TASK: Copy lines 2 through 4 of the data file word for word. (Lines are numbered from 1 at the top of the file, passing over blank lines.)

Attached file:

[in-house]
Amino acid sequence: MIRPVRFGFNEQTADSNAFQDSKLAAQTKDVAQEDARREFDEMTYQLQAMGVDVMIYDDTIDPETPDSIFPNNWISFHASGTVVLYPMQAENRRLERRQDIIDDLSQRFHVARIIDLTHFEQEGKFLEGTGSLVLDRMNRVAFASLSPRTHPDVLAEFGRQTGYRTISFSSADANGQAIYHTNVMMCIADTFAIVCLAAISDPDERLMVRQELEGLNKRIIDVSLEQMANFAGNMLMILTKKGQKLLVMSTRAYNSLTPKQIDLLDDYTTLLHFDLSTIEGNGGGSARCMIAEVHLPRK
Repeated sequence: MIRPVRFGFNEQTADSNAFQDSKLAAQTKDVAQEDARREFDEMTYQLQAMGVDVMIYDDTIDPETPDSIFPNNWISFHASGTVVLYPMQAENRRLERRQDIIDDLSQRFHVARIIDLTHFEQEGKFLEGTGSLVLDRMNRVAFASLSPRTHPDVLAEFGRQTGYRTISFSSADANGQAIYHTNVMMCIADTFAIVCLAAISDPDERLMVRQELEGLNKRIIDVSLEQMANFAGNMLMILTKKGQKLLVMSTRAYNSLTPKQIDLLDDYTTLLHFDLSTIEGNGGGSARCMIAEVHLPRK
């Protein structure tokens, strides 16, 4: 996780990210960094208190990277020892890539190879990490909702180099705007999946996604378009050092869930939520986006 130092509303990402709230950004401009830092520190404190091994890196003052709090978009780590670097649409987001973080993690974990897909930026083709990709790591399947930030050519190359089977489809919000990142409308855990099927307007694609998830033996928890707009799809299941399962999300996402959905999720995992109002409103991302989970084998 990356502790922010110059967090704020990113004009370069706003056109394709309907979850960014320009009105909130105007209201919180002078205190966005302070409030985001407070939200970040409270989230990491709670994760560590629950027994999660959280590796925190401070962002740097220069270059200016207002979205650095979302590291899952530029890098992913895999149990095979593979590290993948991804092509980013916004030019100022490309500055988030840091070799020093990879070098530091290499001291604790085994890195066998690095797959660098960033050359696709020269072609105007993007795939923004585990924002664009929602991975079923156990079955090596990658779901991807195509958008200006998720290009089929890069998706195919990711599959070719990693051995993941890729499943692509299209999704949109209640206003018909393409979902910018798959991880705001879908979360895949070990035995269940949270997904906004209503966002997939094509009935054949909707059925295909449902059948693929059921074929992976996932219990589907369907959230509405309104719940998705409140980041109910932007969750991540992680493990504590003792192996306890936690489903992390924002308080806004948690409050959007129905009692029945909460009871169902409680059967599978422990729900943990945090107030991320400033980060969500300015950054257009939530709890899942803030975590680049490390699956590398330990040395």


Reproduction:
Amino acid sequence: MIRPVRFGFNEQTADSNAFQDSKLAAQTKDVAQEDARREFDEMTYQLQAMGVDVMIYDDTIDPETPDSIFPNNWISFHASGTVVLYPMQAENRRLERRQDIIDDLSQRFHVARIIDLTHFEQEGKFLEGTGSLVLDRMNRVAFASLSPRTHPDVLAEFGRQTGYRTISFSSADANGQAIYHTNVMMCIADTFAIVCLAAISDPDERLMVRQELEGLNKRIIDVSLEQMANFAGNMLMILTKKGQKLLVMSTRAYNSLTPKQIDLLDDYTTLLHFDLSTIEGNGGGSARCMIAEVHLPRK
Repeated sequence: MIRPVRFGFNEQTADSNAFQDSKLAAQTKDVAQEDARREFDEMTYQLQAMGVDVMIYDDTIDPETPDSIFPNNWISFHASGTVVLYPMQAENRRLERRQDIIDDLSQRFHVARIIDLTHFEQEGKFLEGTGSLVLDRMNRVAFASLSPRTHPDVLAEFGRQTGYRTISFSSADANGQAIYHTNVMMCIADTFAIVCLAAISDPDERLMVRQELEGLNKRIIDVSLEQMANFAGNMLMILTKKGQKLLVMSTRAYNSLTPKQIDLLDDYTTLLHFDLSTIEGNGGGSARCMIAEVHLPRK
């Protein structure tokens, strides 16, 4: 996780990210960094208190990277020892890539190879990490909702180099705007999946996604378009050092869930939520986006 130092509303990402709230950004401009830092520190404190091994890196003052709090978009780590670097649409987001973080993690974990897909930026083709990709790591399947930030050519190359089977489809919000990142409308855990099927307007694609998830033996928890707009799809299941399962999300996402959905999720995992109002409103991302989970084998 990356502790922010110059967090704020990113004009370069706003056109394709309907979850960014320009009105909130105007209201919180002078205190966005302070409030985001407070939200970040409270989230990491709670994760560590629950027994999660959280590796925190401070962002740097220069270059200016207002979205650095979302590291899952530029890098992913895999149990095979593979590290993948991804092509980013916004030019100022490309500055988030840091070799020093990879070098530091290499001291604790085994890195066998690095797959660098960033050359696709020269072609105007993007795939923004585990924002664009929602991975079923156990079955090596990658779901991807195509958008200006998720290009089929890069998706195919990711599959070719990693051995993941890729499943692509299209999704949109209640206003018909393409979902910018798959991880705001879908979360895949070990035995269940949270997904906004209503966002997939094509009935054949909707059925295909449902059948693929059921074929992976996932219990589907369907959230509405309104719940998705409140980041109910932007969750991540992680493990504590003792192996306890936690489903992390924002308080806004948690409050959007129905009692029945909460009871169902409680059967599978422990729900943990945090107030991320400033980060969500300015950054257009939530709890899942803030975590680049490390699956590398330990040395």